November 2011
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Judge on the Run …

Don’t call Pike County District Judge William Hightower a "sitting" judge.

He just might take offense to that.

He’s been running for years - -on his feet, not from those he’s put behind bars.

The fact Hightower is the longest serving district judge in the state distinguishes him. But what really puts Hightower "pass the bar" is that he is a triathlete.

When Hightower takes off his robe, he becomes a superman of sorts.

Now, he’s not one to make a big deal out of what he considers "just a hobby." But, then, how many judges — or butchers or bakers or candlestick makers – spend their days off competing in triathlons?

"Just intermediate triathlons, not the Iron Man Triathlons," Hightower said. "Intermediate triathlons have, of course, three components – swimming, cycling and running. Since the intermediate triathlon is the same distance as in the Olympics, the distance is measured in meters and kilometers.

William Hightower, district judge in Pike County, coming out of the gulf in the first leg of the Brett Robinson Alabama Coastal Triathlon.

 

"The first leg of the triathlon – swimming - is 1.5 kilometers or just under a mile. The second leg is cycling and its 40 kilometers or just under 25 miles, and the last leg is the run and it’s 6.2 miles. That total in miles is 32."

Hightower has always enjoyed running, but didn’t run seriously until 2005. But, even then, he didn’t expect to run such a long way and for a long time.

"When I started running, I did so to stay in shape and in good physical condition," he said. "I was running for my health, but I really enjoyed it. I’d done a lot of swimming as a volunteer with the Boy Scouts. Swimming is good exercise and I enjoyed it too."

As a confident runner and swimmer, Hightower sometimes thought about adding cycling as a third "sport" and competing in triathlons. And, then he did it.

"I consider running my strongest event with swimming second," Hightower said. "But in a triathlon you have to train for all three. Running just comes easiest for me because I’ve done more running. And, I’ve done more swimming than cycling. But I have to train for all three."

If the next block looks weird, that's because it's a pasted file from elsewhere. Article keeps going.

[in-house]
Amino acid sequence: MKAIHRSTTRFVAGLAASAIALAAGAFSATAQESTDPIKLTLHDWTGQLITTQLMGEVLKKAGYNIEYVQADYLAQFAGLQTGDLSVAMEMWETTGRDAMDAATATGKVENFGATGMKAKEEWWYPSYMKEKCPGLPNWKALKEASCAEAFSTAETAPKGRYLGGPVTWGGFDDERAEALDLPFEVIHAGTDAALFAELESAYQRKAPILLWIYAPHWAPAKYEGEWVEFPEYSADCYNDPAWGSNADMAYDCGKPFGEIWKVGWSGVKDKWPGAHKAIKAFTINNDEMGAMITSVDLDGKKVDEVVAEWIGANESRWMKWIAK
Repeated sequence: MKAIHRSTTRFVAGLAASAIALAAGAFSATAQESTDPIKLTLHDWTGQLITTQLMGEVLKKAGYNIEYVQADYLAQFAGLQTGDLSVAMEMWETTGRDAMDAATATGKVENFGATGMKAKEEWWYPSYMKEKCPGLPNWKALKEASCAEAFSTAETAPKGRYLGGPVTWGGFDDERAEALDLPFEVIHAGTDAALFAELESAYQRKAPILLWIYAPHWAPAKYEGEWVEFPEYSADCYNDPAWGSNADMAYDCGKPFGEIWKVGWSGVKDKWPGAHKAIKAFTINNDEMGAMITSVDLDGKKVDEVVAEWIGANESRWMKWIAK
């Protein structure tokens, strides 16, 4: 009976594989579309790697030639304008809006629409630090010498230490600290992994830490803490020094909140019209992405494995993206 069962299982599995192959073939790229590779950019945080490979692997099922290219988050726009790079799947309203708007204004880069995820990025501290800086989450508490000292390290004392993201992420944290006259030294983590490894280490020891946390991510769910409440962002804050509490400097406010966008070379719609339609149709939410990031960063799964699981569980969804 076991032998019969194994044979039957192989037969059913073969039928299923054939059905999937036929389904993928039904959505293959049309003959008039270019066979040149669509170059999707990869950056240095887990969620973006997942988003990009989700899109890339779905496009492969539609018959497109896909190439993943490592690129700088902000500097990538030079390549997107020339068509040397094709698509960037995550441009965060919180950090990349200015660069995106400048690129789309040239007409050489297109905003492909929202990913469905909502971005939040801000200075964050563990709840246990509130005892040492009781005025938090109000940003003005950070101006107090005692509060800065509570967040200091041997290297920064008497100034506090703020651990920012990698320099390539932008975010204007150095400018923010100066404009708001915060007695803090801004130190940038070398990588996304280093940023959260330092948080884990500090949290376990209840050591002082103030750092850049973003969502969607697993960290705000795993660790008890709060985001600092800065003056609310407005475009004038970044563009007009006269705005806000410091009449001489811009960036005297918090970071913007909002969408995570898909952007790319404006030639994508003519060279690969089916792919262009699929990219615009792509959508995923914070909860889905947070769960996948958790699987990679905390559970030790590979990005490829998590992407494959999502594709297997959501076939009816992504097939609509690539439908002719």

Hightower trains alone because that’s the way triathletes compete. The competition is tough. Each triathlete competes against the field and also against himself or herself. Although the ultimate goal is to win the event, each competitor sets a realistic goal.

Hightower has competed in four triathlons, most recently the Brett Robinson Alabama Coastal Triathlon in Gulf Shores on September 10. About 300 triathletes from 11 states competed.

 

William Hightower, district judge in Pike County, finished the Brett Robinson Alabama Coastal Triathlon – not in first place, but certainly not in last.

"Going into the triathlon, I had two goals – to finish and not to be last," Hightower said, laughing. "I finished and I wasn’t last."

Hightower reached both of his realistic and attainable goals, and he had fun in the wake of it all.

There’s nothing like a refreshing mile-long gulf swim, a breezy 25-mile bike ride and kicking up six miles of sand to the finish line.

It sure beats pounding the pavement of the training course with dogs in chase.

"It’s takes a lot out of you, but it’s fun," Hightower said of the triathlon. "I enjoy competing and the Brett Robinson Alabama Coastal Triathlon is a flat course and I like that, but I don’t mind a few hills either. I train around Troy and it’s hilly. I’ve competed at Oak Mountain in Birmingham and it’s hilly. Each course is different and challenging."

But it’s those unexpected challenges that define each competition.?

"Each race has its own interesting story," Hightower said. "In the triathlon at Gulf Shores, I was doing good in the gulf swim, based on my own abilities. The extra challenge came on the cycling leg. I had gone four miles when I hit a hole and my tire went flat. You can stop and play with your bike if you’ve carried the tools you need, but no one can help you."

Without the tools he needed to fix a flat and unable to enlist help, Hightower was left to his own devices.

"All I could do was keep riding on the flat," he said. "I was concerned, but the flat tire was like a cushion and it never wore down to the rim. Riding on the flat was like riding uphill all the time. Every mile I wondered what it would be like to have to push the bike to the finish line. But I didn’t have to find out."

Hightower rode the last 21 miles of the cycling leg of the Brett Robinson Alabama Coastal Triathlon on a flat tire. And, perhaps, on the last leg – the running leg — he felt as though he had wings on his heels.

And, when he looked up and saw the finish line, and then looked back and saw he would not finish last, the judge knew he had not only passed the bar this time, he had raised it for himself just a bit.

Jaine Treadwell is a freelance writer from Brundidge.